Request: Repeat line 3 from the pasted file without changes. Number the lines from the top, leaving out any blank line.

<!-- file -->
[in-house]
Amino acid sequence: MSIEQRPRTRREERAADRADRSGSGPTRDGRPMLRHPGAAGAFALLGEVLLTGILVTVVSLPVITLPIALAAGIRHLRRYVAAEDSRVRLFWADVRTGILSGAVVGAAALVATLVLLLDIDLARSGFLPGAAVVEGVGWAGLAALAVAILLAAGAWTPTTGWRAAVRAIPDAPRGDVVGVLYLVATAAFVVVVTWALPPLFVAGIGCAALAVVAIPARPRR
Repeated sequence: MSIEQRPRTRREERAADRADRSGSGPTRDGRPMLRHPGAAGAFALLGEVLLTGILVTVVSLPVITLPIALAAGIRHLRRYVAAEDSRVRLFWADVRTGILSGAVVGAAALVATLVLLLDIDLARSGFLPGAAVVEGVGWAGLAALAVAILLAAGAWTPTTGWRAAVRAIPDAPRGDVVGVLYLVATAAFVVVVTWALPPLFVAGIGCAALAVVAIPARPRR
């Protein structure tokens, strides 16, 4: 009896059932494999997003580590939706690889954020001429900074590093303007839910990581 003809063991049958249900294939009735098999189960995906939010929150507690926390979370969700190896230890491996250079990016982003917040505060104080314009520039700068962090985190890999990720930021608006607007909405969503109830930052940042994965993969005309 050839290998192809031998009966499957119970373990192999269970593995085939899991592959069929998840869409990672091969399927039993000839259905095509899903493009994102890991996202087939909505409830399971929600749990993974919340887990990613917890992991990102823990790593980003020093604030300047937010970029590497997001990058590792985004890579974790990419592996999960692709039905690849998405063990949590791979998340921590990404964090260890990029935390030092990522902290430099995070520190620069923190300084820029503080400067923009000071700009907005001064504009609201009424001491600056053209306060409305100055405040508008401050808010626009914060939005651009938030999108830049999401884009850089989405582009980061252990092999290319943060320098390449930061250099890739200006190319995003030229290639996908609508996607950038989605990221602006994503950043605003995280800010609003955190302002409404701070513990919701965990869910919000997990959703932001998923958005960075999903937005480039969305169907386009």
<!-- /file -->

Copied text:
Repeated sequence: MSIEQRPRTRREERAADRADRSGSGPTRDGRPMLRHPGAAGAFALLGEVLLTGILVTVVSLPVITLPIALAAGIRHLRRYVAAEDSRVRLFWADVRTGILSGAVVGAAALVATLVLLLDIDLARSGFLPGAAVVEGVGWAGLAALAVAILLAAGAWTPTTGWRAAVRAIPDAPRGDVVGVLYLVATAAFVVVVTWALPPLFVAGIGCAALAVVAIPARPRR